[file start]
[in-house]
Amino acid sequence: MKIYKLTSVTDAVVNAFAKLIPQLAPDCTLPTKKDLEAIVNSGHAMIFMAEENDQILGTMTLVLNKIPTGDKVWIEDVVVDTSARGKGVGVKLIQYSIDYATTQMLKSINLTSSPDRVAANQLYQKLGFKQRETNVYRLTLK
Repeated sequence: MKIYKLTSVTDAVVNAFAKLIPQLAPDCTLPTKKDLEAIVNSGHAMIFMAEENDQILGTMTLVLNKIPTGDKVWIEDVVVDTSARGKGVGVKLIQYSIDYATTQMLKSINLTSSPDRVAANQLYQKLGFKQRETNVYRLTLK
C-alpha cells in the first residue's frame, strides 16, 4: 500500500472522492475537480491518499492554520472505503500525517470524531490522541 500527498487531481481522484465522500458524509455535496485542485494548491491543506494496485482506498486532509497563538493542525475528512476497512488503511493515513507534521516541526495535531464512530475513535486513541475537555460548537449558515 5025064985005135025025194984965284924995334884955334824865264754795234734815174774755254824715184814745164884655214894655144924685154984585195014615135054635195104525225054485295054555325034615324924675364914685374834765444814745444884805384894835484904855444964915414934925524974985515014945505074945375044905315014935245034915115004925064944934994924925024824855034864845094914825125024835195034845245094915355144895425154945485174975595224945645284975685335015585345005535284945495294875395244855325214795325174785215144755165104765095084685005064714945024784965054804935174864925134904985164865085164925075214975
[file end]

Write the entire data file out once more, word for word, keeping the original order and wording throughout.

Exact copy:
[in-house]
Amino acid sequence: MKIYKLTSVTDAVVNAFAKLIPQLAPDCTLPTKKDLEAIVNSGHAMIFMAEENDQILGTMTLVLNKIPTGDKVWIEDVVVDTSARGKGVGVKLIQYSIDYATTQMLKSINLTSSPDRVAANQLYQKLGFKQRETNVYRLTLK
Repeated sequence: MKIYKLTSVTDAVVNAFAKLIPQLAPDCTLPTKKDLEAIVNSGHAMIFMAEENDQILGTMTLVLNKIPTGDKVWIEDVVVDTSARGKGVGVKLIQYSIDYATTQMLKSINLTSSPDRVAANQLYQKLGFKQRETNVYRLTLK
C-alpha cells in the first residue's frame, strides 16, 4: 500500500472522492475537480491518499492554520472505503500525517470524531490522541 500527498487531481481522484465522500458524509455535496485542485494548491491543506494496485482506498486532509497563538493542525475528512476497512488503511493515513507534521516541526495535531464512530475513535486513541475537555460548537449558515 5025064985005135025025194984965284924995334884955334824865264754795234734815174774755254824715184814745164884655214894655144924685154984585195014615135054635195104525225054485295054555325034615324924675364914685374834765444814745444884805384894835484904855444964915414934925524974985515014945505074945375044905315014935245034915115004925064944934994924925024824855034864845094914825125024835195034845245094915355144895425154945485174975595224945645284975685335015585345005535284945495294875395244855325214795325174785215144755165104765095084685005064714945024784965054804935174864925134904985164865085164925075214975